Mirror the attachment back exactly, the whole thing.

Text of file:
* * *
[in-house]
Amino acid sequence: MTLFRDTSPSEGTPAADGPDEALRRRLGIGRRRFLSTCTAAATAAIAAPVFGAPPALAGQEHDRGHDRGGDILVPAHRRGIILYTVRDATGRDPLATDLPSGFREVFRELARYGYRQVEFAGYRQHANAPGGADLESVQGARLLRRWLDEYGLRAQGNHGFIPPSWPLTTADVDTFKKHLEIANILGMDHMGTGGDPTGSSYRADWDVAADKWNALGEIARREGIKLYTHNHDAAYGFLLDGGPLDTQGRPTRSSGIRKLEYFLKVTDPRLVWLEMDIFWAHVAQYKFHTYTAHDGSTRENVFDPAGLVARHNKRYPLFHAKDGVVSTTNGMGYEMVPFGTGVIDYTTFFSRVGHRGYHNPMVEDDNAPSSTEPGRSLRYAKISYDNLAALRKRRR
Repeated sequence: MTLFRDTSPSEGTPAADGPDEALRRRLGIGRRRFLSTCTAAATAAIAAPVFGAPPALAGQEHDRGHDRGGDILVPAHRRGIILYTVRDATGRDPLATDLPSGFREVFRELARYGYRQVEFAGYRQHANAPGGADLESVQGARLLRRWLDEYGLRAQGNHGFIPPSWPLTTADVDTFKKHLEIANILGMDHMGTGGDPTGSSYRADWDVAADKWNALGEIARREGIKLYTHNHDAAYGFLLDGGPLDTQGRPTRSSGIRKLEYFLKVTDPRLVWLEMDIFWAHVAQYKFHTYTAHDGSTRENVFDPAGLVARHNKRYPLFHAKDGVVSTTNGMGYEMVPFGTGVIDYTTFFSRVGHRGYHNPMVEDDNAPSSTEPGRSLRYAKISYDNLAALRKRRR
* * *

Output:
[in-house]
Amino acid sequence: MTLFRDTSPSEGTPAADGPDEALRRRLGIGRRRFLSTCTAAATAAIAAPVFGAPPALAGQEHDRGHDRGGDILVPAHRRGIILYTVRDATGRDPLATDLPSGFREVFRELARYGYRQVEFAGYRQHANAPGGADLESVQGARLLRRWLDEYGLRAQGNHGFIPPSWPLTTADVDTFKKHLEIANILGMDHMGTGGDPTGSSYRADWDVAADKWNALGEIARREGIKLYTHNHDAAYGFLLDGGPLDTQGRPTRSSGIRKLEYFLKVTDPRLVWLEMDIFWAHVAQYKFHTYTAHDGSTRENVFDPAGLVARHNKRYPLFHAKDGVVSTTNGMGYEMVPFGTGVIDYTTFFSRVGHRGYHNPMVEDDNAPSSTEPGRSLRYAKISYDNLAALRKRRR
Repeated sequence: MTLFRDTSPSEGTPAADGPDEALRRRLGIGRRRFLSTCTAAATAAIAAPVFGAPPALAGQEHDRGHDRGGDILVPAHRRGIILYTVRDATGRDPLATDLPSGFREVFRELARYGYRQVEFAGYRQHANAPGGADLESVQGARLLRRWLDEYGLRAQGNHGFIPPSWPLTTADVDTFKKHLEIANILGMDHMGTGGDPTGSSYRADWDVAADKWNALGEIARREGIKLYTHNHDAAYGFLLDGGPLDTQGRPTRSSGIRKLEYFLKVTDPRLVWLEMDIFWAHVAQYKFHTYTAHDGSTRENVFDPAGLVARHNKRYPLFHAKDGVVSTTNGMGYEMVPFGTGVIDYTTFFSRVGHRGYHNPMVEDDNAPSSTEPGRSLRYAKISYDNLAALRKRRR